During opening day of the Freight House Farmers Market’s outdoor season on Saturday, there were plenty of new foods to sample and old favorites to revisit.

One thing's for sure: There’s a story behind every vendor. Read on for a look inside the market’s opening day.

What’s new

After a long winter of “experimenting,” Brad and Ann Moore were eager for opening day of the Freight House Farmers Market.

On Saturday, the couple, both 68, fielded a steady line of people checking out their new business, Cottage Bagels.

“We’re so ready to share it with everyone,” Brad Moore said. “It’s exciting to get it going.”

The Moores, who moved to the Quad-Cities from San Diego three years ago, aren’t new to the market scene. Last year, they sold crafts, including bird houses and quilt racks, as The Cottage Collection. But they decided to change it up this season.

“We noticed everyone was carrying food around, not crafts,” he said. “We figured that would be the way to go.”

The retired duo saw a need for homemade bagels and bagel sandwiches in the Quad-Cities, so they spent the winter trying out different recipes and perfecting the process.

The Moores prepare bagels -- including plain, everything, blueberry, cherry almond and asiago cheese varieties -- at home and at the Quad-Cities Food Hub commercial kitchen. They plan to offer different sandwiches, from turkey to roast beef to chicken salad, each Saturday along with a side of bagel chips and strawberry lemonade.

“We really love it at the market,” Ann Moore said. “We love the people. Everyone’s happy to be there.”

Along with Cottage Bagels, about 10-15 vendors are new this year, according to Kyle Carter, executive director of the Downtown Davenport Partnership who sits on the market’s board of directors.

Also new this year, the market will be open from 8 a.m.-1 p.m. on Wednesdays.

“We’ve grown a lot. We’ve worked hard to improve our application process, so that new vendors understand the process of how to get in,” Carter said. “We’ve gone to great lengths to make it more open. We hope to do an even better job next year.”

‘Good to be back’

For returning vendors, such as Great River Maple, opening day is kind of like a family reunion.

“It’s an exciting day where you see people you haven’t seen in awhile and you meet new people, too,” said Alicia Potter, who acts as a “roving salesman” for her family’s maple syrup business, which is based in Garnavillo, Iowa. Great River Maple, which started in 2008, has a presence at farmers markets in Dubuque, Des Moines, Cedar Rapids and Iowa City.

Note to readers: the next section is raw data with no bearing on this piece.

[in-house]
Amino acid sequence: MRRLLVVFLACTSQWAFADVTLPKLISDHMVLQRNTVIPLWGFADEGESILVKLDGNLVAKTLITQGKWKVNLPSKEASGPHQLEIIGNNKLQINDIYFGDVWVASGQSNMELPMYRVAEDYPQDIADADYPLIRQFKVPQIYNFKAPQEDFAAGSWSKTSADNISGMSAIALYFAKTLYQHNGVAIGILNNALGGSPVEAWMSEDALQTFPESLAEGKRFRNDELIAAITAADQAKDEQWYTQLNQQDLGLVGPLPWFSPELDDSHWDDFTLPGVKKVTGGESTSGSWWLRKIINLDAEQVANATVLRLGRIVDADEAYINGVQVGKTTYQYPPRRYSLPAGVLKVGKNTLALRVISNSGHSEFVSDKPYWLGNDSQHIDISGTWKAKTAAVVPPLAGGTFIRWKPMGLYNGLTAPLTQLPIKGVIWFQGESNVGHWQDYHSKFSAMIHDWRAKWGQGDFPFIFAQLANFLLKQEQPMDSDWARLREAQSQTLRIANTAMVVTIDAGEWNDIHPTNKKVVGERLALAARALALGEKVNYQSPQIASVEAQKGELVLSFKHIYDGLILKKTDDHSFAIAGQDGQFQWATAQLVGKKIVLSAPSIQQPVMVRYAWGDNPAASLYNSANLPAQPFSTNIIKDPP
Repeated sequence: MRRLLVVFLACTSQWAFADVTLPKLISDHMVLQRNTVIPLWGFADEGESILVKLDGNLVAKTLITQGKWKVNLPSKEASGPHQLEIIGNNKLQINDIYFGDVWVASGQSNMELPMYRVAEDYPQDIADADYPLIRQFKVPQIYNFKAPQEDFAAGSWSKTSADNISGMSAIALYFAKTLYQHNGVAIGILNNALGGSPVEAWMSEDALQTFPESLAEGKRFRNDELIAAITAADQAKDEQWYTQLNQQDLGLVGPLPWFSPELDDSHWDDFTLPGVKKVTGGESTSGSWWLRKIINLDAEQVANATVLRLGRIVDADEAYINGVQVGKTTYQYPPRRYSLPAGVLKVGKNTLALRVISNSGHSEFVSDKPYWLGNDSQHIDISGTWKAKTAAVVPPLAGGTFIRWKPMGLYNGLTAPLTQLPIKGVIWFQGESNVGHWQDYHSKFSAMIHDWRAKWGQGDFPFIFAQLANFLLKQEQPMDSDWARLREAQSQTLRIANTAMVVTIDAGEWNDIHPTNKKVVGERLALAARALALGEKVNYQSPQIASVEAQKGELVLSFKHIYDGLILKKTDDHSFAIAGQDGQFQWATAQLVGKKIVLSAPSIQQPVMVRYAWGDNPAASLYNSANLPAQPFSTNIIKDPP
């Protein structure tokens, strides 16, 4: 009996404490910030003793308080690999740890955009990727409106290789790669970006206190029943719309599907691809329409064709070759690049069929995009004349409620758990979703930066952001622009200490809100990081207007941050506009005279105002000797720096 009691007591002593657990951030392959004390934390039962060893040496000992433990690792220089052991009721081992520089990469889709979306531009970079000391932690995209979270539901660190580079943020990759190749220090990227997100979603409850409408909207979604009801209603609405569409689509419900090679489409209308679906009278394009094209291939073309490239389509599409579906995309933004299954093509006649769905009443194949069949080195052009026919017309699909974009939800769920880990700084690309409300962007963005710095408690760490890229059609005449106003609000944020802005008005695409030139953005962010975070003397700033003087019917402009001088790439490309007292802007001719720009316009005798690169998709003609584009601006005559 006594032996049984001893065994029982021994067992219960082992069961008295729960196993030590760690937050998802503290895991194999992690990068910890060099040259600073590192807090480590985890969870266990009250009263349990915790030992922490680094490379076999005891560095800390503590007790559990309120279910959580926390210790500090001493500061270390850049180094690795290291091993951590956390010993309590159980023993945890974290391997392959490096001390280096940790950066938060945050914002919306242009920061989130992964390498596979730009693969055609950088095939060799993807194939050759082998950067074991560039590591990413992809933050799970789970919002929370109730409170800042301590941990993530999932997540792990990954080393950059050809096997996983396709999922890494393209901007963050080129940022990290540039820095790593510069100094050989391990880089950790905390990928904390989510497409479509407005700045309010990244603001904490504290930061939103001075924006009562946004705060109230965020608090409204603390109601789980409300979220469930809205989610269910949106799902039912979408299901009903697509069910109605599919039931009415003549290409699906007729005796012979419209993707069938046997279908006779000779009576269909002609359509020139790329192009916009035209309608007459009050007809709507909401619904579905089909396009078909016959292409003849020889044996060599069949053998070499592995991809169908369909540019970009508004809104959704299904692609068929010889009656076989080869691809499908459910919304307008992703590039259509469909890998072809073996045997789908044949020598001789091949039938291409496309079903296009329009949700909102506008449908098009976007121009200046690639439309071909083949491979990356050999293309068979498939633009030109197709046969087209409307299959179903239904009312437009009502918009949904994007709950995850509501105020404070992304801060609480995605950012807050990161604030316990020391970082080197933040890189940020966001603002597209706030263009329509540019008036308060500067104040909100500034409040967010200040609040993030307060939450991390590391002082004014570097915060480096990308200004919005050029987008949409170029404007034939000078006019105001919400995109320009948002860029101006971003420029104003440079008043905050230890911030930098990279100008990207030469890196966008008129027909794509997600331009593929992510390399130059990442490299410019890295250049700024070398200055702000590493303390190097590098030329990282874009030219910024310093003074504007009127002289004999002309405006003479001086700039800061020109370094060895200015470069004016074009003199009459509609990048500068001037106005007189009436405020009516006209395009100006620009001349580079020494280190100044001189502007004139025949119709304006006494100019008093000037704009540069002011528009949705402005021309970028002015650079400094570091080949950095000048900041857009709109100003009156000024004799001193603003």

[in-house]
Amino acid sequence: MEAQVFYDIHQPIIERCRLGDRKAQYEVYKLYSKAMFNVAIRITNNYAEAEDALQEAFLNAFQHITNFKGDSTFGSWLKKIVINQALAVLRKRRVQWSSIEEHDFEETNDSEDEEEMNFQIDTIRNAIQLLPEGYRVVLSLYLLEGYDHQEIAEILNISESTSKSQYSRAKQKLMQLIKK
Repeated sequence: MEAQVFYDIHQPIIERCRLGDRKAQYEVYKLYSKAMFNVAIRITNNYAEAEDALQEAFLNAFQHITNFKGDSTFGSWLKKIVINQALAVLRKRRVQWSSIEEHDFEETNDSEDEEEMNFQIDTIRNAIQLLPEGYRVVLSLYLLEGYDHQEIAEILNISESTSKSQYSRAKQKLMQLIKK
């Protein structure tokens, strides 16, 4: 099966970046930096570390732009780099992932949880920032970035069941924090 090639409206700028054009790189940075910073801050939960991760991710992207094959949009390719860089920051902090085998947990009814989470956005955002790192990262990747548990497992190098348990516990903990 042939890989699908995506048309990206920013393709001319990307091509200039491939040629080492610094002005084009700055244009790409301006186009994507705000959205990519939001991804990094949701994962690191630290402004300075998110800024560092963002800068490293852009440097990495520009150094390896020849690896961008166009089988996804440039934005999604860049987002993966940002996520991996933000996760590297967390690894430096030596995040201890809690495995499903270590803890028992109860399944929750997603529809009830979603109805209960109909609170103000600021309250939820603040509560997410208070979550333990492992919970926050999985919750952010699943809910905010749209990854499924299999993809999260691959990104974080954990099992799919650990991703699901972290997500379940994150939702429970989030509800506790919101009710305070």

“It’s easy to sell it in bulk, but you don’t get that one-on-one interaction,” Potter said. “You get to see the response from different people and how their eyes light up. It keeps you wanting to make the best product for them.”

The same goes for Mr. and Mrs. Tea, the moniker for Tim and Leah Foss, who sell 15 types of loose-leaf tea at the farmers market.

“It’s good to be back,” Leah Foss said. “We try to create an experience for people each time.”

The 20-something couple, who plan to set up at the market on Saturday and Sunday, offer samples to as many passersby as possible.

“We’re giving people samples they can see and smell,” she said. “If they’re not really tea people, we want to find something they like.”

Back for her third year at the market, Abby Rodriguez, who owns River Prairie Wildflowers, offered strawberry rhubarb hand pies and tarts on Saturday.

“It’s exciting to see community-supported agriculture,” she said. “There are people committed to supporting small farmers.”

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Rodriguez said market days makes the weeks of hard work worth it.

“As a farmer, you’re always doing different things to get the word out,” she said. “This is a nice way to be face-to-face with customers and make those connections.”

‘100 percent rely on this’

For Lisa Schafman, who owns Meatheads Meat Market with her husband Bruce, joining the farmers market has “completely changed” her business for the better, she said.

“I remember talking to my husband and saying, ‘You know what’s wrong? We’re here, but nobody knows we’re here,’” Schafman said on Saturday, outside of their “meat wagon.” “Now people know we’re here.”

Last month, Meatheads Meat Market opened its second location at 2503 53rd Ave., Bettendorf, and unveiled a food truck, which also was at the market over the weekend. 

“A big part of being able to grow has been because of the farmers market,” Schafman said. “There’s a sense of camaraderie. You build relationships with different people.”

For Jessica Goodale, who owns Barnyard Produce, a farm based in Tipton, Iowa, there's no way around it: "I 100 percent rely on the farmers market," she said. 

Saturday marked the beginning of Goodale’s sixth year at the Freight House.

“You wait all winter and then it’s time,” she said. “When you get back out here, everyone is in a good mood and happy it’s nice outside.”

Even though Goodale, 28, woke up at 3:30 a.m. to arrive at the market, she and her father, John Crowley, were excited to show off their produce.

“We grow everything ourselves,” she said. “It’s really rewarding when you come to the market and see customers who know you by name. Even when it’s pouring down rain, people zip to the tents they know and run back to their car. It's a real community."

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Amanda Hancock is a reporter covering food, arts and entertainment in the Quad-Cities (and beyond).